He moved to Iowa for the early part of his youth, where he met Blanche Blick, the woman he would later end up marrying. His family then moved to California in 1870, hoping that it would help his father recover from an accident he had while trying to repair their home (a tree fell on him and crushed his lungs to the point he was spitting blood), and it was there at the age of 10 that he first found himself getting shot at, which he said, “Made a very vivid impression on my boyish mind” because Frederick Burnham really was a fan of understatement. In 1873, his father passed away, having never recovered from, you know, having a damn tree dropped on him by a vengeful God, and while his mother and younger brother took a loan of $125 from a friend in Los Angeles to go back East and take lodging with one of his uncles, Frederick decided to stay in California so he could work, support himself, and help repay his mother and brother’s debt.
He was 13 years old at this point.
In comparison, when you were 13 you were either vigilantly hiding unwanted boners or involved in some Machiavellian scheme to ruin the social life of a former best friend.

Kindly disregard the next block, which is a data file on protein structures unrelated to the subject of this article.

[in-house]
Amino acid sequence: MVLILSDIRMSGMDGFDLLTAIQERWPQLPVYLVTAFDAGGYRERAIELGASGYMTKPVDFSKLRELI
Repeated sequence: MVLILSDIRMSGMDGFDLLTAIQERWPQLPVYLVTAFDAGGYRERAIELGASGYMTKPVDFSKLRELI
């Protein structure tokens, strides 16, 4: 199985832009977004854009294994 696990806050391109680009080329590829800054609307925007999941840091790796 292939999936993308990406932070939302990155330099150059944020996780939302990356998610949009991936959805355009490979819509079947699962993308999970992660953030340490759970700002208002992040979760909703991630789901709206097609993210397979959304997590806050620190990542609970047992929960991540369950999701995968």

He spent the next few years working as a mounted messenger for Western Union, primarily riding in California and Arizona where he at one point had his horse stolen by Tiburcio Vásquez, a relatively famous bandito. Burnham’s response to finding the horse had been stolen was to sprint as fast as he could for two miles to try to cut the horse thieves off—which he almost did, missing them by just five minutes before resignedly walking to the nearest camp. Vásquez was captured only a few months later, and the 14-year-old Burnham visited him in jail to give him a piece of his mind for stealing his horse. Vásquez responded by apologizing to the kid, saying he’d not have taken the horse if he had known it belonged to Burnham, and as way of apology he gave Burnham his horse to ride (he wouldn’t be needing it because he was about to come down with a real strong case of “execution by hanging”), which Burnham proudly rode around Los Angeles for a time.
Burnham, through his childhood growing up around Native Americans and his experience on the frontier, had long had an interest in scouting (well, as much as he could at 14) and he left the Western Union to serve as a scout and Indian tracker in the Apache Wars. During his adventures, he met an old scout named Lee, who taught him various detecting methods, including how to spot Apache camps as far as six miles away by simply smelling the scent of burning mescal (which Apaches would roast and pat out into cakes for nourishment) through a Wolverine-like sense of smell and a knowledge of the air currents of the canyons they traveled through. Again, this is some super powers shit we’re dealing with.